By Debra Hazel, President of Debra Hazel Communications
First, the bad news:
Bed Bath & Beyond (again). Tuesday Morning (again). Party City. All filed for Chapter 11 protection in the first months of 2023, and the first two are liquidating, closing between them 1,400 stores around the country. Party City is shuttering 31 stores in 15 states but remains in business.
Then add in the non-bankruptcy closures. FootLocker is closing up to 400 mall locations by 2026 and 125 Champs Sports stores as it refocuses its real estate on open-air projects. The Gap continues to shutter namesake and Banana Republic stores. Even Wal-Mart is closing some sites.
In previous eras, this would have sent owner/managers, industry analysts and journalists into paroxysms of panic, predicting yet again the death of retail real estate and wondering how on earth all that space will be filled.
But that’s not happening (much) this time. None of the above closures were unexpected, and the numbers are far lower than in 2020 (around 8,000), 2021 (8,700) and 2022 (2,600). In fact, UBS has cut its project store closures through 2026 from 80,000 to 50,000. And to some degree, the announcements are likely a relief to landlords who can finally gain control back of their real estate and execute a plan to re-lease the space more profitably.
There are plenty of options for them to do so. Unlike previous eras, there has been very little new retail construction in the 2020s, and expanding tenants are fighting for space in good locations — retailers actually opened more stores than they closed in 2022. Remember, for example, that FootLocker may be closing mall stores, but it is opening in neighborhood and community centers.
Restaurants, discounters, fitness centers, grocers and even click-to-brick apparel retailers are filling in those holes. Landlords who once eschewed local dining — preferring national, creditworthy names — are now embracing farm to table and local celebrity chefs. They differentiate a property and bring a loyal audience. With health restrictions gone, people are returning to gyms and a few large and boutique concepts are again starting to expand. That empty Bed, Bath & Beyond could easily become a Planet Fitness — it did during a previous round of closures in my neighborhood.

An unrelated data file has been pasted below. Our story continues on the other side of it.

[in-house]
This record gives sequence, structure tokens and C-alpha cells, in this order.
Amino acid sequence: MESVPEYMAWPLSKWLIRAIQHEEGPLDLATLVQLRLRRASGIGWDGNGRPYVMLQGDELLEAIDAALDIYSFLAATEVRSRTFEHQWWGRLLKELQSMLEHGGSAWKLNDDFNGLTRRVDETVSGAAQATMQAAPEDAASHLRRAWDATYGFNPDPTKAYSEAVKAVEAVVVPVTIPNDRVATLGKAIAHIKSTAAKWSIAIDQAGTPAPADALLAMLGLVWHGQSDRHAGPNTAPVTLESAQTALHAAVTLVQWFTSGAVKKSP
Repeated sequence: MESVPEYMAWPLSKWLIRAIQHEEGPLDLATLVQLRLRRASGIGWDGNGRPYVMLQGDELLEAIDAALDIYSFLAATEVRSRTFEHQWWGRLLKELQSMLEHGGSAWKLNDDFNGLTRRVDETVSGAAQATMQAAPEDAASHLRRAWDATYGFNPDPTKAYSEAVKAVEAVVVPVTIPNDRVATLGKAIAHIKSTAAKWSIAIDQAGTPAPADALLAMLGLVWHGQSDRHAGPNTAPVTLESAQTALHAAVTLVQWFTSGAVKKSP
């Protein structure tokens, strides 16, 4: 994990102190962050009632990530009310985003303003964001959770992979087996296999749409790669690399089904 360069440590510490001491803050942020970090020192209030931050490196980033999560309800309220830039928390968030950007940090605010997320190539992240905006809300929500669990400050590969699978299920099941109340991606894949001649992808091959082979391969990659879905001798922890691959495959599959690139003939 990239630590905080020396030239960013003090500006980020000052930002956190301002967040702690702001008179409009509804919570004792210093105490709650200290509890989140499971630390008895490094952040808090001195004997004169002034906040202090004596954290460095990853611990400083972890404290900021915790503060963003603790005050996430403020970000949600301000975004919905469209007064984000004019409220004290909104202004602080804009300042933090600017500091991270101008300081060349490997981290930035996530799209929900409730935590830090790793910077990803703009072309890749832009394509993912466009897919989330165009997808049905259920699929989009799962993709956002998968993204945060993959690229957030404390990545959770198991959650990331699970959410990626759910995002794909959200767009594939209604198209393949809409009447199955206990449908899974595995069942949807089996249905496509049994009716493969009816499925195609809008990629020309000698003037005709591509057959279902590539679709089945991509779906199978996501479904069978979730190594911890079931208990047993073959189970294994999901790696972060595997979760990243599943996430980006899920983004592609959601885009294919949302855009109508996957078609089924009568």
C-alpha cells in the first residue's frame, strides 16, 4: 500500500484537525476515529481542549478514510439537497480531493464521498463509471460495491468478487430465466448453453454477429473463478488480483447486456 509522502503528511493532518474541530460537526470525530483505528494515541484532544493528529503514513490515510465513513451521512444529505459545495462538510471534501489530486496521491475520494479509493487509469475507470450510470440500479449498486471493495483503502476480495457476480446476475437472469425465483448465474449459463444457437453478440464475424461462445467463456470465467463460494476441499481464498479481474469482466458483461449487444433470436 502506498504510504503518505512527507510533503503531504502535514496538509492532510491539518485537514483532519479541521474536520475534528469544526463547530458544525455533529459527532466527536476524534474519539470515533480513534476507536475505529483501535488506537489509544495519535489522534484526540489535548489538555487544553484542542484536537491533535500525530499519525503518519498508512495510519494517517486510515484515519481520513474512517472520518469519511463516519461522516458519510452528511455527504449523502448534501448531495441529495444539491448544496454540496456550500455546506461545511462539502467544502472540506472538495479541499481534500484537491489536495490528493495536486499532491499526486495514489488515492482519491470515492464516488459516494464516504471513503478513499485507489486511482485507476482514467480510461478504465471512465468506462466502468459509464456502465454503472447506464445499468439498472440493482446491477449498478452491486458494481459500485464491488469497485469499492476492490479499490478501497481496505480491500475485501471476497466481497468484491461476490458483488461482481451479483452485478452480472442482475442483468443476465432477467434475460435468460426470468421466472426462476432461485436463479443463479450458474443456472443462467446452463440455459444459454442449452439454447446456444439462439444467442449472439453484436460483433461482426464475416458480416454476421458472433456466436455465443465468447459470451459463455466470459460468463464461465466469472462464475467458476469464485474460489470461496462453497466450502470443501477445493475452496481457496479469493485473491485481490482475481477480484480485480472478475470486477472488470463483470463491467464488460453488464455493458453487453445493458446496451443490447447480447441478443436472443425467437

During the pandemic, people also became used to cooking and eating at home. While they’ve flocked back to restaurants and bars for socialization, they now also are cooking more. Look for grocers such as Aldi, Lidl and other local concepts to continue to grow. At the recent ShopTalk conference, Levi’s President and CEO Chip Bergh reiterated its commitment to opening more of its own boutiques.
The result is that retail tenants absorbed nearly 76 million square feet of space in 2022, its highest level since 2017, reported JLL.
What’s fascinating is what companies are opening stores, including some surprising familiar names — Barnes & Noble plans 30 new big box stores this year and WHP Global, which has been reviving Toys R Us inside Macy’s and a few standalone stores, is planning to bring back Babies R Us. Academy Sports + Outdoors plans 80 to 100 new units in the next five years. Five Below plans to triple its total store count to 3,500 by 2030. Ross is looking at nearly a 50% expansion to 2,900 stores. Whole Foods is accelerating its expansion. And Dollar General keeps on growing.
The real challenge is anchor space, as shown by Directory of Major Malls/ ShoppingCenters.com numbers. The data shows more than 4,780 vacant anchors, comprising 13.5% of all anchors in the database. They total 302 million square feet, with the average closed store taking approximately 64,000 square feet. Those spaces are much harder to fill, and landlords are increasingly thinking outside the (very large) box and especially are looking at sports, experiences and healthcare, as well as residences and office space.
Case in point: Stamford Town Center will replace a closed Saks Off 5th with Pickleball America. In Janesville, Wisconsin, an empty space will become a sports and convention center that includes athletic courts, conference and meeting facilities and community spaces.
Given that malls are well-located with lots of parking, health care facilities can be particularly useful as baby boomers move into their golden years and even Gen Xers are now in their 40s and 50s. As part of its rebrand and redevelopment, Gallatin Crossing, Gallatin Valley Mall is adding a medical pavilion on a former JCPenney space and adding a Whole Foods. A couple of Sears stores in New York and New Jersey are being converted to ambulatory surgical centers.
The idea, obviously, is to mix uses.
As the shortage of rental units continues, apartments are an attractive option, if the right multifamily partner is found. Until the pandemic, offices also were an appealing option, and still could be as workers who don’t want to commute into a central business district five days a week again could be persuaded to utilize suburban space closer to home (and with convenient dining and entertainment, to boot).
The key going forward will be a careful assessment of what a community wants and needs. There’s really no excuse right now for a well-located, well-run retail center not to have its pick of any number of retail and non-retail options.
About Debra Hazel
President of Debra Hazel Communications
A native New Yorker transplanted to North Las Vegas a few years ago, Debra Hazel is a veteran retail real estate writer, editor and media consultant. She provides comprehensive communications services to retail real estate owners, developers and managers, design firms and businesses allied to the industry. You can reach her at debrahazelcommunications.com.